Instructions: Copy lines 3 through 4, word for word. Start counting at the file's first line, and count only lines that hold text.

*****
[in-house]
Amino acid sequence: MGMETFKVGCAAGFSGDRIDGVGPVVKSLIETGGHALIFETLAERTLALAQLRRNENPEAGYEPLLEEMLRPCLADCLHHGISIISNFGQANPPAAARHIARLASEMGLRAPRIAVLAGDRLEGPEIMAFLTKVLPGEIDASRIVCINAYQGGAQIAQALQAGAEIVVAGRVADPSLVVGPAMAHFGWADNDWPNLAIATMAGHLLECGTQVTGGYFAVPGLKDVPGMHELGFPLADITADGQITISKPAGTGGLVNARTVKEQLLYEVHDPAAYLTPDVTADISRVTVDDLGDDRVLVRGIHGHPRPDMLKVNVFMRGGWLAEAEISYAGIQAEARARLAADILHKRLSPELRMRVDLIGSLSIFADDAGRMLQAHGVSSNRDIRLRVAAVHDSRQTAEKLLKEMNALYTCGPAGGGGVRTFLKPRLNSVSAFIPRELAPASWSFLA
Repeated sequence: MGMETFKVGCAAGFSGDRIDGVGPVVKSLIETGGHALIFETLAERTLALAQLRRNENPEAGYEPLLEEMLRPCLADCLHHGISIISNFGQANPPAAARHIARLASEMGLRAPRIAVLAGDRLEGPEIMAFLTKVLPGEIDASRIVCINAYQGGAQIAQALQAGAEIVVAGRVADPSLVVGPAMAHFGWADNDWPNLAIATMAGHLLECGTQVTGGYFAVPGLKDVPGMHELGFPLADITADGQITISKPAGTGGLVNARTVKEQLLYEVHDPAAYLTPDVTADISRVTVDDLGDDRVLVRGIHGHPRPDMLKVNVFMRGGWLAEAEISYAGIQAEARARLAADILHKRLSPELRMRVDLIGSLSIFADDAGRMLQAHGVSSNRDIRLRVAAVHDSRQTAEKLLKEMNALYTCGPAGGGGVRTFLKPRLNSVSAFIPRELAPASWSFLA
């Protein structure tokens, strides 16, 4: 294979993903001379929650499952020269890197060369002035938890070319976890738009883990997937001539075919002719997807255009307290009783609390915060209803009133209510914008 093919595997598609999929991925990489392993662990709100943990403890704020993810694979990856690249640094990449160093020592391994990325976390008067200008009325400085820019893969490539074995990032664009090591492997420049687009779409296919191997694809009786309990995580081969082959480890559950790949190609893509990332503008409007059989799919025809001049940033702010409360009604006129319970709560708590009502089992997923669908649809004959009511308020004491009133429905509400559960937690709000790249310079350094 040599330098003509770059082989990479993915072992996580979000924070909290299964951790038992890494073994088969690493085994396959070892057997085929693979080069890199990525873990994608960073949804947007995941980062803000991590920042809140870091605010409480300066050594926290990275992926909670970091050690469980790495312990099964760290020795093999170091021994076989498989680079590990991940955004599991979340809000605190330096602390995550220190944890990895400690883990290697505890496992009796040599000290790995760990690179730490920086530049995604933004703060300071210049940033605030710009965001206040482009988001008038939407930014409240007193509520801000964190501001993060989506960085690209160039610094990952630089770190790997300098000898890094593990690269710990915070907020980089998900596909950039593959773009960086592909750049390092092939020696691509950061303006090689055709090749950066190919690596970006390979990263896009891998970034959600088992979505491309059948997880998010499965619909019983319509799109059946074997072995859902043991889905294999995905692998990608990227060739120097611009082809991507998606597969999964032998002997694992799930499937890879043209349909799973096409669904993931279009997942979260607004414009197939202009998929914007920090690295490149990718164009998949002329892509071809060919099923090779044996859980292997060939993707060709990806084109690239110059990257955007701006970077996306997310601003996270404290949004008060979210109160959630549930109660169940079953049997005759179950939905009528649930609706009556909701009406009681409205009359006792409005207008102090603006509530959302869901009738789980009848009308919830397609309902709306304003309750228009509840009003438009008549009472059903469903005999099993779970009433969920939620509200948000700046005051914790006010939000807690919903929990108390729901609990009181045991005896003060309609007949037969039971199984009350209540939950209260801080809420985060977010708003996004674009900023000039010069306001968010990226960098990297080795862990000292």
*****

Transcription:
Repeated sequence: MGMETFKVGCAAGFSGDRIDGVGPVVKSLIETGGHALIFETLAERTLALAQLRRNENPEAGYEPLLEEMLRPCLADCLHHGISIISNFGQANPPAAARHIARLASEMGLRAPRIAVLAGDRLEGPEIMAFLTKVLPGEIDASRIVCINAYQGGAQIAQALQAGAEIVVAGRVADPSLVVGPAMAHFGWADNDWPNLAIATMAGHLLECGTQVTGGYFAVPGLKDVPGMHELGFPLADITADGQITISKPAGTGGLVNARTVKEQLLYEVHDPAAYLTPDVTADISRVTVDDLGDDRVLVRGIHGHPRPDMLKVNVFMRGGWLAEAEISYAGIQAEARARLAADILHKRLSPELRMRVDLIGSLSIFADDAGRMLQAHGVSSNRDIRLRVAAVHDSRQTAEKLLKEMNALYTCGPAGGGGVRTFLKPRLNSVSAFIPRELAPASWSFLA
């Protein structure tokens, strides 16, 4: 294979993903001379929650499952020269890197060369002035938890070319976890738009883990997937001539075919002719997807255009307290009783609390915060209803009133209510914008 093919595997598609999929991925990489392993662990709100943990403890704020993810694979990856690249640094990449160093020592391994990325976390008067200008009325400085820019893969490539074995990032664009090591492997420049687009779409296919191997694809009786309990995580081969082959480890559950790949190609893509990332503008409007059989799919025809001049940033702010409360009604006129319970709560708590009502089992997923669908649809004959009511308020004491009133429905509400559960937690709000790249310079350094 040599330098003509770059082989990479993915072992996580979000924070909290299964951790038992890494073994088969690493085994396959070892057997085929693979080069890199990525873990994608960073949804947007995941980062803000991590920042809140870091605010409480300066050594926290990275992926909670970091050690469980790495312990099964760290020795093999170091021994076989498989680079590990991940955004599991979340809000605190330096602390995550220190944890990895400690883990290697505890496992009796040599000290790995760990690179730490920086530049995604933004703060300071210049940033605030710009965001206040482009988001008038939407930014409240007193509520801000964190501001993060989506960085690209160039610094990952630089770190790997300098000898890094593990690269710990915070907020980089998900596909950039593959773009960086592909750049390092092939020696691509950061303006090689055709090749950066190919690596970006390979990263896009891998970034959600088992979505491309059948997880998010499965619909019983319509799109059946074997072995859902043991889905294999995905692998990608990227060739120097611009082809991507998606597969999964032998002997694992799930499937890879043209349909799973096409669904993931279009997942979260607004414009197939202009998929914007920090690295490149990718164009998949002329892509071809060919099923090779044996859980292997060939993707060709990806084109690239110059990257955007701006970077996306997310601003996270404290949004008060979210109160959630549930109660169940079953049997005759179950939905009528649930609706009556909701009406009681409205009359006792409005207008102090603006509530959302869901009738789980009848009308919830397609309902709306304003309750228009509840009003438009008549009472059903469903005999099993779970009433969920939620509200948000700046005051914790006010939000807690919903929990108390729901609990009181045991005896003060309609007949037969039971199984009350209540939950209260801080809420985060977010708003996004674009900023000039010069306001968010990226960098990297080795862990000292």